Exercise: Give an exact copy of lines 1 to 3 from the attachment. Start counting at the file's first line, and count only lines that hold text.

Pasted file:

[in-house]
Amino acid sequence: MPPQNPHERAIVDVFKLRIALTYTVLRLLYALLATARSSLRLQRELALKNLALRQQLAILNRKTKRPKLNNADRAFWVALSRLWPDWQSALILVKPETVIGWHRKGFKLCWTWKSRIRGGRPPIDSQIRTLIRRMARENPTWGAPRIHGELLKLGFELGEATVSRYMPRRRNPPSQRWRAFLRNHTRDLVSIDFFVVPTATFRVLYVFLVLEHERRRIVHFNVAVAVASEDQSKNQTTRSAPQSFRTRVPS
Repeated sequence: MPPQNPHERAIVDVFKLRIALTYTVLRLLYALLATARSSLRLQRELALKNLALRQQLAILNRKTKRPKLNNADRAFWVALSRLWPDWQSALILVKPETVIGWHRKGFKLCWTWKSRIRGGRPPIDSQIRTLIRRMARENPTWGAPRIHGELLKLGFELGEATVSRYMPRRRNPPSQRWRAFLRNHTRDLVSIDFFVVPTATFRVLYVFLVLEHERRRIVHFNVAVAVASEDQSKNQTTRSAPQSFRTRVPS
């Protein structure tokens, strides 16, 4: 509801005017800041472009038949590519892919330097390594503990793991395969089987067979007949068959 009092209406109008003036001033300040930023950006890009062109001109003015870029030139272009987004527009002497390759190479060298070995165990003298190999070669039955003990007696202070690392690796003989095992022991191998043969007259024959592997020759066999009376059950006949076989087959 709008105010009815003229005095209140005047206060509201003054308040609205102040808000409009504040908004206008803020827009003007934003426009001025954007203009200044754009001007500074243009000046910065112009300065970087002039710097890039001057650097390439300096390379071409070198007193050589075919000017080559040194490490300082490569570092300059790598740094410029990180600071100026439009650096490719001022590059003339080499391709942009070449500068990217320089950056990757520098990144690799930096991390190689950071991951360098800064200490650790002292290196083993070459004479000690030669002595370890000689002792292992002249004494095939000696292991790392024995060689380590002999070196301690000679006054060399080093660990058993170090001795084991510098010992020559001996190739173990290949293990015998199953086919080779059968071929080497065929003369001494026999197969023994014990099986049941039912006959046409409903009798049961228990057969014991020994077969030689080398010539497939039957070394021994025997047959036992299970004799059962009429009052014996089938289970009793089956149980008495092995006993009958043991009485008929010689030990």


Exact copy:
[in-house]
Amino acid sequence: MPPQNPHERAIVDVFKLRIALTYTVLRLLYALLATARSSLRLQRELALKNLALRQQLAILNRKTKRPKLNNADRAFWVALSRLWPDWQSALILVKPETVIGWHRKGFKLCWTWKSRIRGGRPPIDSQIRTLIRRMARENPTWGAPRIHGELLKLGFELGEATVSRYMPRRRNPPSQRWRAFLRNHTRDLVSIDFFVVPTATFRVLYVFLVLEHERRRIVHFNVAVAVASEDQSKNQTTRSAPQSFRTRVPS
Repeated sequence: MPPQNPHERAIVDVFKLRIALTYTVLRLLYALLATARSSLRLQRELALKNLALRQQLAILNRKTKRPKLNNADRAFWVALSRLWPDWQSALILVKPETVIGWHRKGFKLCWTWKSRIRGGRPPIDSQIRTLIRRMARENPTWGAPRIHGELLKLGFELGEATVSRYMPRRRNPPSQRWRAFLRNHTRDLVSIDFFVVPTATFRVLYVFLVLEHERRRIVHFNVAVAVASEDQSKNQTTRSAPQSFRTRVPS